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Proporz (German: [pʁoˈpɔʁts], from Proportionalität) is a long-standing doctrine within the politics of the second Austrian republic that government posts be allocated to parties in proportion to their electoral support. However, recent developments, both internal and external, have arguably weakened the influence of the Proporz system in Austrian politics.
The underlying principle
Under the Proporz system, the posts of Cabinet Ministers are filled by party members as closely as possible in proportion to the votes won by their respective parties in the general elections. Furthermore, the particular portfolios are selected by each party on the basis of its constituency or any perceived ideological mandate to them.
Thus, for example, the portfolio of Minister for Labour and Social Relations was nearly always held by a member of the Social Democratic Party of Austria (SPÖ), while the conservative Austrian People's Party (ÖVP), with traditionally strong support from farmers, took the Ministry which controlled agriculture and forestry.
In this basic form, the principle would not be exclusive to Austria, but would be an element of many countries which have coalition governments.
The Proporz system arose out of the need for balanced, consensual governance in the early years of Austria's second republic. At the time, the nation was consumed in an effort to rebuild the country after the devastation of World War II. Moreover, the nation was still haunted by the specter of the ideological factionalism which had characterized Austria's first republic (cf. the events of the Austrian Civil War). Thus, the doctrine of Proporz is intimately linked to the idea of the grand coalition, in which the major political parties, in the case of post-war Austria the SPÖ and the ÖVP, share in the government.
The memories of the factionalism that characterised the First Republic were so strong that even after the ÖVP won an absolute majority in the first postwar election, in 1945, it immediately sought a coalition with the SPÖ. Even when one major party governed alone (as the ÖVP did from 1966 to 1970 and the SPÖ did from 1970 to 1983), the other party was never really shut out of decision-making.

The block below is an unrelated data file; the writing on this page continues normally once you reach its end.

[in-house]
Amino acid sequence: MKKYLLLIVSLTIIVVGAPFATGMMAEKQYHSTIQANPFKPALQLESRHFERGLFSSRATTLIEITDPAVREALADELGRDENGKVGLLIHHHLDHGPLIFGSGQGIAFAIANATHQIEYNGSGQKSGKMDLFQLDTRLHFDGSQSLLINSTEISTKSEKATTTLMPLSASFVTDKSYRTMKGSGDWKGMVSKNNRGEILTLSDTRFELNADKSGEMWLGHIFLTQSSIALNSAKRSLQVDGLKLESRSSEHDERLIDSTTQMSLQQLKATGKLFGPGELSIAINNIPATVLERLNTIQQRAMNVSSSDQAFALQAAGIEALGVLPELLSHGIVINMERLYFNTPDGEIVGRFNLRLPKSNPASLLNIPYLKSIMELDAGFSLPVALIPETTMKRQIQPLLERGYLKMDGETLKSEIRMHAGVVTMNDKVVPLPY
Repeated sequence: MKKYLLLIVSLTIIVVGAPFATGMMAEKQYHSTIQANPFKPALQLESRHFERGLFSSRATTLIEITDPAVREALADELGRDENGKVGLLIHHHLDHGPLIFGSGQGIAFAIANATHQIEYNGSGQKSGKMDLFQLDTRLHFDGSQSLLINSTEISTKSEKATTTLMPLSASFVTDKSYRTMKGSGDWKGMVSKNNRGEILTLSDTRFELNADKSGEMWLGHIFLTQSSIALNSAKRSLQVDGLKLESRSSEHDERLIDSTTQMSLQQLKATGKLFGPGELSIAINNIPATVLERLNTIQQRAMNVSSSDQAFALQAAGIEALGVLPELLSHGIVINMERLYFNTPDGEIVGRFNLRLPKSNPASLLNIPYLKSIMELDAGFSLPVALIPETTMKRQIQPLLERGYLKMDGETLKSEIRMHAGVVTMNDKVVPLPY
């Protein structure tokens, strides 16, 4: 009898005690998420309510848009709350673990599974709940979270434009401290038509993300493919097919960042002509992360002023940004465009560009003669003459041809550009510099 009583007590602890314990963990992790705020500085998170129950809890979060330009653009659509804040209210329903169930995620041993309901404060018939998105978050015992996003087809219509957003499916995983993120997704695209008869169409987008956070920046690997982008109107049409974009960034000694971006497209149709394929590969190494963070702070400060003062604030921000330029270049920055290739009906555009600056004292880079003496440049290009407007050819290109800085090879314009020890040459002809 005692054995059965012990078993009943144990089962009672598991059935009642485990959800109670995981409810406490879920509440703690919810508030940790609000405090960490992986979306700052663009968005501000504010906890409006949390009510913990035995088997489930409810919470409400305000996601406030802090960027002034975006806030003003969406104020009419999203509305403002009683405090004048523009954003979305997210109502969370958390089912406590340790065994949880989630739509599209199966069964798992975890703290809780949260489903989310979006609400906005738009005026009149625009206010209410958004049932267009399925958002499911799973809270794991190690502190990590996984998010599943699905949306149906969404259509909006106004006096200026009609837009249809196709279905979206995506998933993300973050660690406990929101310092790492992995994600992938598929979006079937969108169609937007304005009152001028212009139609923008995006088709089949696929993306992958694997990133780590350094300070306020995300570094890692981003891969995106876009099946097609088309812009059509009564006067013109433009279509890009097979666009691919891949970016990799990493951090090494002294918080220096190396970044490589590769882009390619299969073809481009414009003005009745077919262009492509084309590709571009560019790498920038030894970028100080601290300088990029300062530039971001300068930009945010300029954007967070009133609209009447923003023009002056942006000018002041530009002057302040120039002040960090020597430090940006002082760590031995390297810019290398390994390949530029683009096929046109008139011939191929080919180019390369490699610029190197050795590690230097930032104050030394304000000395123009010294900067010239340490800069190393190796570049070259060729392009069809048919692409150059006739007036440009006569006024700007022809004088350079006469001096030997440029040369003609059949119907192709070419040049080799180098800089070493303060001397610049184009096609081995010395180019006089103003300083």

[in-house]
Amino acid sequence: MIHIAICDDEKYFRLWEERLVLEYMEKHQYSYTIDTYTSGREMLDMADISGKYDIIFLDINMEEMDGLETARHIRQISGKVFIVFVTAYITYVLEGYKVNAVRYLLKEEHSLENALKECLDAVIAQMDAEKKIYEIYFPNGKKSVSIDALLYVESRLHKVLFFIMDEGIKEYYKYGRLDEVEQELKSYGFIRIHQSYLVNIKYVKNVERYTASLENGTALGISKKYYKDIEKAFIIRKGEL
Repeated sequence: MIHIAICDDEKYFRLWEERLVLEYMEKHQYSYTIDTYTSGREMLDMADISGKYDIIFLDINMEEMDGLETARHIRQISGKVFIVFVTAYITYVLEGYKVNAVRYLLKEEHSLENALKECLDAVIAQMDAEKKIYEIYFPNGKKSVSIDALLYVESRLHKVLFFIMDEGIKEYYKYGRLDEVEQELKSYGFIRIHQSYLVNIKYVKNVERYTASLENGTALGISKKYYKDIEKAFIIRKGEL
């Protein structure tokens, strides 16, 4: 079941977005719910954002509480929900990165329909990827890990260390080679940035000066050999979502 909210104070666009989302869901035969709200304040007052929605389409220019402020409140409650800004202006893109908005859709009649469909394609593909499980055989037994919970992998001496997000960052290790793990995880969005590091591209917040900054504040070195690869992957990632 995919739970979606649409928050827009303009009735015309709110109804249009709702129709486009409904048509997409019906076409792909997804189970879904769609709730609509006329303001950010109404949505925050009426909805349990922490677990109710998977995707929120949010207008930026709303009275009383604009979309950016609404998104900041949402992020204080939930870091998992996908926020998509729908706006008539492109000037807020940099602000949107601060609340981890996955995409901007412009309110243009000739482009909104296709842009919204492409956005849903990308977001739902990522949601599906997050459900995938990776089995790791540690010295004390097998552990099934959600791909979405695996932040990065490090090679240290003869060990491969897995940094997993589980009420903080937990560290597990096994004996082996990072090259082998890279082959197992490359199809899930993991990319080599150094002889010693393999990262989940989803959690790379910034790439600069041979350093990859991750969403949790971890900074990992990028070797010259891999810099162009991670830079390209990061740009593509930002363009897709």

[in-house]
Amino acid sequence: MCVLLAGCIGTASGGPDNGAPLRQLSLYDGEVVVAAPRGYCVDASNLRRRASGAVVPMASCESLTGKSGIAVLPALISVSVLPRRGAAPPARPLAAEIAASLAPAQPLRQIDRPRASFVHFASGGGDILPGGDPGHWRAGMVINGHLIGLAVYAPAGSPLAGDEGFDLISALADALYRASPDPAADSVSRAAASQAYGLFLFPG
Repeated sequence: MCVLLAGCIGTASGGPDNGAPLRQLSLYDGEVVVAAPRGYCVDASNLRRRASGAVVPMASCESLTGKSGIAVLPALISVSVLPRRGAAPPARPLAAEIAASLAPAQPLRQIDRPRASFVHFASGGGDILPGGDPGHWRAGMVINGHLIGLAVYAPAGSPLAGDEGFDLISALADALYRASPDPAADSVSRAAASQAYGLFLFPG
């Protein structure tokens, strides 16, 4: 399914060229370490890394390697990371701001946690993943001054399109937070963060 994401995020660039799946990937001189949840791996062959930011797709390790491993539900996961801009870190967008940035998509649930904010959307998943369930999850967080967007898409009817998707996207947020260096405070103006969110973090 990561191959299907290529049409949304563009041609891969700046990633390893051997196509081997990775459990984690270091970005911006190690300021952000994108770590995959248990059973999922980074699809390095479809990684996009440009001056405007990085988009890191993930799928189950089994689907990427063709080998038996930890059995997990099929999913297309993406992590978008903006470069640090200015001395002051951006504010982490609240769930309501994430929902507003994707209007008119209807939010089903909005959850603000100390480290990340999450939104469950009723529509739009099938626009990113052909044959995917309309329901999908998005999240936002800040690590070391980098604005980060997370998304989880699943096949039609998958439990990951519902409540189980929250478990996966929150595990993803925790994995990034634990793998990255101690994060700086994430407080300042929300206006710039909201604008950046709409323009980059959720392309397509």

Degeneration and reform
However, the doctrine was later charged with having degenerated into a system of patronage and nepotism pervading too many aspects of Austrian life. Positions down to minor bureaucratic posts were commonly allocated by party membership. The reaches of Proporz went as far as the educational system and even the banking business, in which political parties and municipalities were traditionally tightly involved.
Resentment of the system among large reaches of the population had become widespread by the late 1990s, and it is believed that Jörg Haider's criticism of Proporz gained him the support of many centrist voters who were not necessarily supporters of his nationalist and anti-immigration rhetoric.
When his then-party, the Freedom Party of Austria (FPÖ), joined the government in 2000, many were expecting a discontinuation of the system in all fields except government itself. However, few people today would claim that this has happened. Haider's followers contend that reforms were stymied by the resistance of the FPÖ's coalition partner, the Austrian People's Party (ÖVP). His detractors hold that Haider had never had a true reform in mind, but merely endeavoured to heave members of his own political disposition into positions of power (a practice referred to as umfärben in German, which roughly translates as 're-coloring').
It is probably fair to say that the major impetus for the rescaling of Austria's system of Proporz was of an external nature. Austria's membership in the European Union reduced the degree to which government is allowed to interfere in private businesses such as telecommunications and banking, where Proporz had been all-pervading.
A diversified media and the possibilities of modern information technology also hold the government to higher standards of transparency and accountability. Above all, there has been a sea change in the public's attitude to the practice and its willingness to confront it.
In conclusion, it can be argued that while they have not altogether vanished from the politics of Austria, the ideas of Proporz are much less pervasive today than they were only a decade ago.